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Menopausal Mother Nature

News about Climate Change and our Planet


Arnold Arboretum uses new research and a moth to fight an invasive species

The Greeks knew it takes a thief to catch a thief. Today, taking a page from the ancients, scientists at the Arnold Arboretum of Harvard University are using one foreigner to combat another, but in this case it’s fauna against flora.

The target: swallow-wort, or Vincetoxicum nigrum or V. rossicum, a weed that is no stranger (or friend) to city gardeners or country strollers. Cambridge, in fact, distributes flyers asking residents to yank the seed pods when they see them; in woodsier suburbs, whole trees can be swamped with the climber.

Exuding toxins, smothering neighbors, and chemically tricking monarch butterflies into laying their eggs on leaves that kill the larvae, swallow-wort is a threat to biodiversity, and on a quest for domination. The foul-smelling, finely-rooted weed resists conventional controls such as pulling, mowing, and herbicides, so this summer, the Arboretum partnered with the University of Rhode Island’s (URI) Biocontrol Laboratory to become a release site for the defoliating moth Hypena opulenta, a species native to Ukraine whose larvae eat swallow-wort leaves. The three-year project will gather data showing whether the moth could serve as an effective biocontrol agent against the rapidly spreading, highly adaptable Vincetoxicum.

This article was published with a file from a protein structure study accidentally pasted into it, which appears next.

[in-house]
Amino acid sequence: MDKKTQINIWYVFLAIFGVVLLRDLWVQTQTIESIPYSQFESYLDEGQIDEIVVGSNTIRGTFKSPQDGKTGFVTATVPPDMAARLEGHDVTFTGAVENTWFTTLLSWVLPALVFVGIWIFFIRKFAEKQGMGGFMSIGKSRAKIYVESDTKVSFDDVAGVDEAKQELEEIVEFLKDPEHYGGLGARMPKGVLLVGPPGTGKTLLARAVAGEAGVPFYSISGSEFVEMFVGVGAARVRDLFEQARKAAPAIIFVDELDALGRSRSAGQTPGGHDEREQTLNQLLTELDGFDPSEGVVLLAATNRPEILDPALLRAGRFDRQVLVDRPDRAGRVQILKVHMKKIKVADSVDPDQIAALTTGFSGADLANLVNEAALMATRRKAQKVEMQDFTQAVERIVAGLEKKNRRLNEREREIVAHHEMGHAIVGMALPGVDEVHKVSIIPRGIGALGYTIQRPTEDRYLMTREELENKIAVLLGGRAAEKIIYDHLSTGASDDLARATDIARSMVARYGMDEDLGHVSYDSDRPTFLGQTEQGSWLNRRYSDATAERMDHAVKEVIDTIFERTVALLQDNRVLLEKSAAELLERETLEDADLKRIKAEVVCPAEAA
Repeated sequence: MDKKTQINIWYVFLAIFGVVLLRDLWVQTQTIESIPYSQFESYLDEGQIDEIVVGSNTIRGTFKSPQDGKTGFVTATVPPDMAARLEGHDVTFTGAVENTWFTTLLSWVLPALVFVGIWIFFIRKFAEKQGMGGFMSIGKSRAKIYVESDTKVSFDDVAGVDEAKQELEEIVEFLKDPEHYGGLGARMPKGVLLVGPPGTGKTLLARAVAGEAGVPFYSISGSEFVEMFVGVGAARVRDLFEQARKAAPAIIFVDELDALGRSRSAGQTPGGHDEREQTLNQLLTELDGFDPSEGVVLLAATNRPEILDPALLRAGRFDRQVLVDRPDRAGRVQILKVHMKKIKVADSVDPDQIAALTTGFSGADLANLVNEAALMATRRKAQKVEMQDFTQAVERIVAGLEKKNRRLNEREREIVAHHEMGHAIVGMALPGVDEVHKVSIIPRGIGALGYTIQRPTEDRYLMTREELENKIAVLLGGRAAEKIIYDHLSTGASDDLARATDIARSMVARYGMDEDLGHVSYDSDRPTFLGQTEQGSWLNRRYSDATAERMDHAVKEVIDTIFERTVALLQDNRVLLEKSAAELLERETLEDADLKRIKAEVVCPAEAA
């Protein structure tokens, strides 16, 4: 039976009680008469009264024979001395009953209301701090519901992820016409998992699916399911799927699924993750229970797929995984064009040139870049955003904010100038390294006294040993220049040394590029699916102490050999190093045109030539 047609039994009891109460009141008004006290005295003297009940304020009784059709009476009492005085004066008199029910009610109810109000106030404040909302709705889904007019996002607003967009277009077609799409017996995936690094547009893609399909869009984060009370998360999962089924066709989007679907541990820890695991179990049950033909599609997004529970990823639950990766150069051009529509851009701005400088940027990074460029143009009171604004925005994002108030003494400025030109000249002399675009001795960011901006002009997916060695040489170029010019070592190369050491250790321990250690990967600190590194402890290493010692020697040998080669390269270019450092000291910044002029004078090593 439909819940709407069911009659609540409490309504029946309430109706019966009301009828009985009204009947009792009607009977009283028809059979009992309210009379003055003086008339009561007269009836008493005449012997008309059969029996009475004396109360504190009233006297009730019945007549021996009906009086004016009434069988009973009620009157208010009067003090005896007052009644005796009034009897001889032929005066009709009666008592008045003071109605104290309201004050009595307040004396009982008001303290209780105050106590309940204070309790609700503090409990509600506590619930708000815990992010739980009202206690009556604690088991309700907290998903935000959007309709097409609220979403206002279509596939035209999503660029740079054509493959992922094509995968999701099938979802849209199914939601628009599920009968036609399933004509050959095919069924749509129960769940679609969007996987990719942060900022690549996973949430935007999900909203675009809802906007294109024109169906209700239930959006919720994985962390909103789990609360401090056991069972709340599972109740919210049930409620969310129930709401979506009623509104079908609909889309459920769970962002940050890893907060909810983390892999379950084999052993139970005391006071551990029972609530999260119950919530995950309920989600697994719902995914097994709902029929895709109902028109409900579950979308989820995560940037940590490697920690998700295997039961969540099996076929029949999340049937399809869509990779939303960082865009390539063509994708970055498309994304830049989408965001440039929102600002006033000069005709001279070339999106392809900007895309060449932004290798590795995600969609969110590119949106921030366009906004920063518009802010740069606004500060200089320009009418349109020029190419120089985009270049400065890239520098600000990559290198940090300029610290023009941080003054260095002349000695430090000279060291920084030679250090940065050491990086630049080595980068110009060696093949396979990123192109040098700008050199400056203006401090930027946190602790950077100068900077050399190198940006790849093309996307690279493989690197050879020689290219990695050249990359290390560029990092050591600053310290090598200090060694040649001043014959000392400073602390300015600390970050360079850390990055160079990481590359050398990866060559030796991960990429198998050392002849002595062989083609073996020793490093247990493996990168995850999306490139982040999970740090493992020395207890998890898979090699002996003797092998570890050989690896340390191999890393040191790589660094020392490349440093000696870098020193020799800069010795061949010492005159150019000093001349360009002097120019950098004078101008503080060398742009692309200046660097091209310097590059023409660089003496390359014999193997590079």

The alien invader’s threat to native insect and plant communities is so great that in 2005, URI researchers began investigating biocontrol options to conserve local ecosystems and the animals and insects that rely on them for survival. Biocontrol, when carefully and scientifically vetted, is a safe and effective alternative to pesticides, using living organisms or “natural predators” to reduce pest populations and invasive plants.

Richard Casagrande, the entomology professor emeritus who initiated the URI biocontrol program, said host relationships that developed over millennia mean that many insects rely on specific organisms for their development.

“Biocontrol specialists seek out these host-specific insect parasitoids, often wasps and flies, for controlling insect pests and weeds that are outside of their native range,” he said. “Centuries of experiences have shown these relationships to be stable in the new, introduced environments.”

Hypena opulenta was shown to be a safe and potentially effective biocontrol agent against swallow-wort by several seasons of field surveys and preliminary testing in Europe, the native habitat or both moth and weed, followed by studies at URI’s Biocontrol Laboratory, a U.S. Department of Agriculture (USDA)-approved quarantine facility.

“A plant like the swallow-wort is introduced into North America, but it doesn’t have a native insect to feed on it, so we have to go back to its place of origin to find, research, and potentially introduce the natural enemy to its host plant, while ensuring safety to the surrounding ecosystem,” said Lisa Tewksbury, a Biocontrol Lab manager who has worked on the project since its inception.

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